In the current study, we generated a pressure sensor with graphene textile, which was synthesized by reduction of graphene oxide with the help of vacuum filtration. The pressure response resulted from changes in intrinsic resistance of the sensor, which were induced by deformation of graphene network in textile fibers. Subsequently, the developed graphene textile pressure sensor was embedded in an insole and a wireless plantar pressure measurement system was developed. Finally, the real-time plantar pressure distributions were obtained and used for quantitative gait analysis.

2. Experimental Section

2.1. Materials and Measurement System

The flexible pressure sensor was made by adhering conductive graphene films on the upper and bottom of textile fabric. Water-dispersed graphene oxide (GO) with a concentration of 4–6 mg/mLwas acquired commercially from XFNANO Materials Tech Co., Ltd (Nanjing, China). Dried white polyester fabric (200 D, 5 cm diameter) was obtained from cloth store. The diameter of single polyester fiber is 0.10 mm, the yarn linear density is about 110 per inch, and the thickness of the fabric is about 0.22 mm. Through dipping in GO solution and vacuum filtration, the polyester fabric was wrapped with GO, and then it was heated in an oven at 40–80 ° C for 3–10 h. After heating, the three dimensional textile composite structure with GO was reduced by hydrazine hydrate (Alfa Aesar, Beijing, China) with a concentration of 0.15–0.20 mol/L [27,28]. Finally, the material was washed with water and dried at 40–80 ° C for 3–10 h, then the three-dimensional multi-layer structure graphene textile was obtained.
Figure 1a showed the working principle of pressure-sensitive sensor generated by one piece of graphene textile. The graphene are sticking on the surfaces of polyester fibers, and the structure deformation of flexible textile occurred when a force is applied, resulting in an increase of contact area in the polyester fibers, which would cause the sensor to experience a decrease in intrinsic resistance. When the pressure is released, the polyester fiber structure could recover their initial status. The sensitivity of deformation can be controlled by employing substrate material with different elastic modulus. A constant voltage of 3.3 V was applied to the series circuit of graphene textile and resistance R, and the resistance variation of graphene textile was converted to alternating voltage by the resistor voltage divider.
Figure 1b showed the block diagram of data acquisition system. We implemented pressure sensors array on an insole which was consist of 14 graphene sensors with 0.8 cm 2 area for each one and conductive metal sheets were pasted on the upper and lower surface of graphene textile to make electrical contact with the wires. Firstly, the pressure related voltage signal was obtained and amplified with an inverting amplifier and sent to the data acquisition (DAQ) system for digitizing under control of the STM32 microprocessor (STMicroelectronics, Geneva, Switzerland). Next, the data was connected to radio frequency (RF) wireless transmitter/receiver module (NRF24L01+, Nordic Semiconductor, Trondheim, Norway) with serial peripheral interface (SPI). Finally, the data was collected and the pressure distribution image was obtained and displayed in PC. The data sampling rate is 30 Hz and the maximum transmission distance of wireless transmitter module reaches up to 150 m.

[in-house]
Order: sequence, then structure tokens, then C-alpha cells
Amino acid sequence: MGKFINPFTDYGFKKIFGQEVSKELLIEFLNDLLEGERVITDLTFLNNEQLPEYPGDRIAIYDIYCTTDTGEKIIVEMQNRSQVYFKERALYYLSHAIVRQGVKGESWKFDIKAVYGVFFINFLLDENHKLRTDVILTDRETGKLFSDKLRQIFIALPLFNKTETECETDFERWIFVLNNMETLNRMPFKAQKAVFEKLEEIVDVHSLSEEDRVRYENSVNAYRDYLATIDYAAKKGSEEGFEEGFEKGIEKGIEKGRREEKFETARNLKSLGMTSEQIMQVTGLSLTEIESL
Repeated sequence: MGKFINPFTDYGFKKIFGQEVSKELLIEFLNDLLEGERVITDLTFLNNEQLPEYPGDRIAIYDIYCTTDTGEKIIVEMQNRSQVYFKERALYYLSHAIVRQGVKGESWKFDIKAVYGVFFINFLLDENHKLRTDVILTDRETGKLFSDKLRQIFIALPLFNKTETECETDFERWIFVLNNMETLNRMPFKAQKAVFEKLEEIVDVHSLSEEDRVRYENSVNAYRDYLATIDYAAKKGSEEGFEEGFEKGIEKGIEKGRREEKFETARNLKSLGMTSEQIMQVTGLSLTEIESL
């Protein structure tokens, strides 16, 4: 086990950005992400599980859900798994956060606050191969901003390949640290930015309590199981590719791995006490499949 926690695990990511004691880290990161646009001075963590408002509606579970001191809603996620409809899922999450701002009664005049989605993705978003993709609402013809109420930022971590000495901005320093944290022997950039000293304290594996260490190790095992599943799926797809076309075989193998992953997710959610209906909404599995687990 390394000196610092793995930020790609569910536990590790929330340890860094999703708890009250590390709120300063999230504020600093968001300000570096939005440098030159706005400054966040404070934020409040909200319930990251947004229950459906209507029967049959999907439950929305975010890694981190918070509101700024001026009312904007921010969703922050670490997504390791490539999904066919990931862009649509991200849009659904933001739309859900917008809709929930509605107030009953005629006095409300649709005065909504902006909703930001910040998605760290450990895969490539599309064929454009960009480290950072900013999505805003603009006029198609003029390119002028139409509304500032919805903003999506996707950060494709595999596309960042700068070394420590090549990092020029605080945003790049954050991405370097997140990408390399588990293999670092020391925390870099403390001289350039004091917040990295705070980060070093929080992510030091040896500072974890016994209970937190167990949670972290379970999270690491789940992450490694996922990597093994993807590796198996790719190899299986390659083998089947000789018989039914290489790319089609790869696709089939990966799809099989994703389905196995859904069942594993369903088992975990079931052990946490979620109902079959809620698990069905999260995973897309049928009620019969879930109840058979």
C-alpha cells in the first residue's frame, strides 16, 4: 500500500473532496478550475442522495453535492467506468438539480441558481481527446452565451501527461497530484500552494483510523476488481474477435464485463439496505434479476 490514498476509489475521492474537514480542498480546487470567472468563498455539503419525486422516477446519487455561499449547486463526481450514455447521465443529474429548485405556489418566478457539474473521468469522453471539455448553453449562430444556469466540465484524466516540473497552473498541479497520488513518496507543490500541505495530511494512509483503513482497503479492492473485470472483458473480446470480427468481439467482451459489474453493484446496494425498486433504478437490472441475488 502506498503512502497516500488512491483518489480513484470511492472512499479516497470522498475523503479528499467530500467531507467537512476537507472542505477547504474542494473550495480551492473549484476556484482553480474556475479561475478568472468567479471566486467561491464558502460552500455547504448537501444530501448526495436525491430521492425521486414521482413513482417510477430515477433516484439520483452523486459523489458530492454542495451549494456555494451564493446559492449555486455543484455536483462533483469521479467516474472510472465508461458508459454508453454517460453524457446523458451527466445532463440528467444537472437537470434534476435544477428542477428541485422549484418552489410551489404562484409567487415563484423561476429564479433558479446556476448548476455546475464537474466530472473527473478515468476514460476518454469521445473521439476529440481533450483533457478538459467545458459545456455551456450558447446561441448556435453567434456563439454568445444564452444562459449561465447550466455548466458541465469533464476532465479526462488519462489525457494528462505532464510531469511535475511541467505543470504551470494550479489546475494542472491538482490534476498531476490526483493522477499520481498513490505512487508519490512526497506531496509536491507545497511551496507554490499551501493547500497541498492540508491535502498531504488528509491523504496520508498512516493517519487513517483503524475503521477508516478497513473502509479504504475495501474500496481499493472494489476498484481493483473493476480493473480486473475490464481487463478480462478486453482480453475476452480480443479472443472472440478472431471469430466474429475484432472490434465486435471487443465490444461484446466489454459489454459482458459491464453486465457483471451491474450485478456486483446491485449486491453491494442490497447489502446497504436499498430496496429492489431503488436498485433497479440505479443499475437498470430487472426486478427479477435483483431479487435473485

2.2. Characterization by SEM, Raman and XRD Spectroscopy

The morphological structure of graphene fibres was observed using TM3030 (Hitachi High-Tech, Tokyo, Japan) scanning electron microscope (SEM) and representative pictures are shown in Figure 2a–c. The photograph of graphene textile was shown as inset in Figure 2, which exhibited excellent flexibility. As shown in Figure 2a, polyester fibers were interlaced into a thicker line in a fixed way and some stack-like morphology can be seen. These small aggregates were formed because of the extremely high specific area of GO and the strong particle-matrix interactions. In contrast, a relatively homogeneous dispersion of the reduced GO was observed on the surface of polyester fibers thread in Figure 2c. Figure 2b shown typical cross sectional SEM images of graphene textile with a polyester fibres core of 5–16 μ m diameter and a graphene sheath of about 1.5 μ m thickness.
The graphene textile was also characterized by Raman spectroscopy using a Horiba Jobin Yvon confocal LabRAM HR800 spectrometer (Longjumeau, Paris, France). As shown in Figure 3a, both GO and reduced GO (graphene) revealed pronounced peaks at 1350 cm 1 and 1590 cm 1 , which corresponds to the D-band and G-band, respectively. After reduction, the G band undergoes a small down-shift to that of graphite (1580 cm 1 ), suggesting a recovery of the honeycomb network of carbon atoms [11]. The prominent D peak with intensity comparable to the G peak along with their large band width is indicative of significant structural disorder in graphene textile. The D/G intensity ratio has been used as a measure of the average size of the sp 2 -domains [27]. As present in this figure, the D/G ratio in graphene (1.02) was found to be slight larger than GO (0.94), indicating a decrease in the average sizes of the sp 2 -domains, because the new sp 2 domains in graphene are smaller in size compared to that in GO [11]. Weak and broad 2D peaks were another indication of disorder, in a single layered graphene, I 2 D was greater than I G , whereas in a bilayer graphene, both were almost equal [29,30,31]. Figure 3a indicated that the 2D band of the graphene textile was centered around 2600–2700 cm 1 , corresponding to the characteristics of multilayer graphene sheets.